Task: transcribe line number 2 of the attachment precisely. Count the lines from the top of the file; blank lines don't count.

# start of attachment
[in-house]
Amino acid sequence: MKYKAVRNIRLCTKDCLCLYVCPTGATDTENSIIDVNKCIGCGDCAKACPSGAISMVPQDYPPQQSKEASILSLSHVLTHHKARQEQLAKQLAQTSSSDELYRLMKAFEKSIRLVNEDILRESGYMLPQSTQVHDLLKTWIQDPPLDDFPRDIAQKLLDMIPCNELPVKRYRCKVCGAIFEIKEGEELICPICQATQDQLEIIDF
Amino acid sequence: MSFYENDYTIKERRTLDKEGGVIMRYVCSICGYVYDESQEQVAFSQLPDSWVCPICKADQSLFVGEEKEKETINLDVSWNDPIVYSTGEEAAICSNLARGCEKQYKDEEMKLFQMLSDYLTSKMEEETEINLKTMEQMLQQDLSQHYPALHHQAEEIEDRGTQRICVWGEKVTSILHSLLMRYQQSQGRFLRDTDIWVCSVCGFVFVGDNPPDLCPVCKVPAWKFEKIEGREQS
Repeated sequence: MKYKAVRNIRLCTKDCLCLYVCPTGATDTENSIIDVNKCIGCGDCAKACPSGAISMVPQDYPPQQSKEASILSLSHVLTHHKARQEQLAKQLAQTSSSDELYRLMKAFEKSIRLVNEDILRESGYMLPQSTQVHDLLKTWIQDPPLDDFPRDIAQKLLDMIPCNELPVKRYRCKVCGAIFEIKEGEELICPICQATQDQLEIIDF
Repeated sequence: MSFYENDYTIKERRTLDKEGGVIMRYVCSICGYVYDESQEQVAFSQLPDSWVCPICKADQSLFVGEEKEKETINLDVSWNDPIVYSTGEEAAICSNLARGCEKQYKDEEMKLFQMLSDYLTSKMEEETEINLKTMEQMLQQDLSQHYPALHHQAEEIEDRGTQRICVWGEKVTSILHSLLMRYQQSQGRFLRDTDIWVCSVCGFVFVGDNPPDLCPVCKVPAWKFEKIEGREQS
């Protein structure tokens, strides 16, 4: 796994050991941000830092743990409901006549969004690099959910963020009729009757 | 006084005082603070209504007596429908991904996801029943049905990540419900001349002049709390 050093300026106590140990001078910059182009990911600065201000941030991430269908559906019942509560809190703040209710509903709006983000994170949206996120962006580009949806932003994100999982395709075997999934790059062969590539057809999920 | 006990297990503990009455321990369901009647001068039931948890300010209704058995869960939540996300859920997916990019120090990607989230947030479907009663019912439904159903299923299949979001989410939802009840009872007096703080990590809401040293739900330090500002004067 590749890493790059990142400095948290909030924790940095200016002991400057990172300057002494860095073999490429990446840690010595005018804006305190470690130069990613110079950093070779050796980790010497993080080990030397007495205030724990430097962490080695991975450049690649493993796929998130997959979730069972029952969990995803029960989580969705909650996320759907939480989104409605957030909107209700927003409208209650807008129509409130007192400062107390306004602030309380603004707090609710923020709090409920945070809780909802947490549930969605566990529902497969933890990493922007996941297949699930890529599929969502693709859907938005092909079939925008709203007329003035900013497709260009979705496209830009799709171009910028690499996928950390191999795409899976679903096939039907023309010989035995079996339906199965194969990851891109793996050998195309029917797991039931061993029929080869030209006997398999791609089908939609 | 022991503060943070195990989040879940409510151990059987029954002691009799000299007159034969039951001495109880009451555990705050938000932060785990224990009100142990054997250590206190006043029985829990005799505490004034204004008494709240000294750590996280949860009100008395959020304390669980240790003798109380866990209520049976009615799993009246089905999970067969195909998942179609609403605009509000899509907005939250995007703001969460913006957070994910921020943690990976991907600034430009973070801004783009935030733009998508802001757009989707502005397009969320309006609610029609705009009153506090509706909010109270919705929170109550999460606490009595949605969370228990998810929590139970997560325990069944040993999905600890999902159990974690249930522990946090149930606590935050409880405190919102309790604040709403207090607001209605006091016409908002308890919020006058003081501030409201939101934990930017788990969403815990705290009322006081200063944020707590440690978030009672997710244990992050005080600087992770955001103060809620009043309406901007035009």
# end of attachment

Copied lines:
Amino acid sequence: MKYKAVRNIRLCTKDCLCLYVCPTGATDTENSIIDVNKCIGCGDCAKACPSGAISMVPQDYPPQQSKEASILSLSHVLTHHKARQEQLAKQLAQTSSSDELYRLMKAFEKSIRLVNEDILRESGYMLPQSTQVHDLLKTWIQDPPLDDFPRDIAQKLLDMIPCNELPVKRYRCKVCGAIFEIKEGEELICPICQATQDQLEIIDF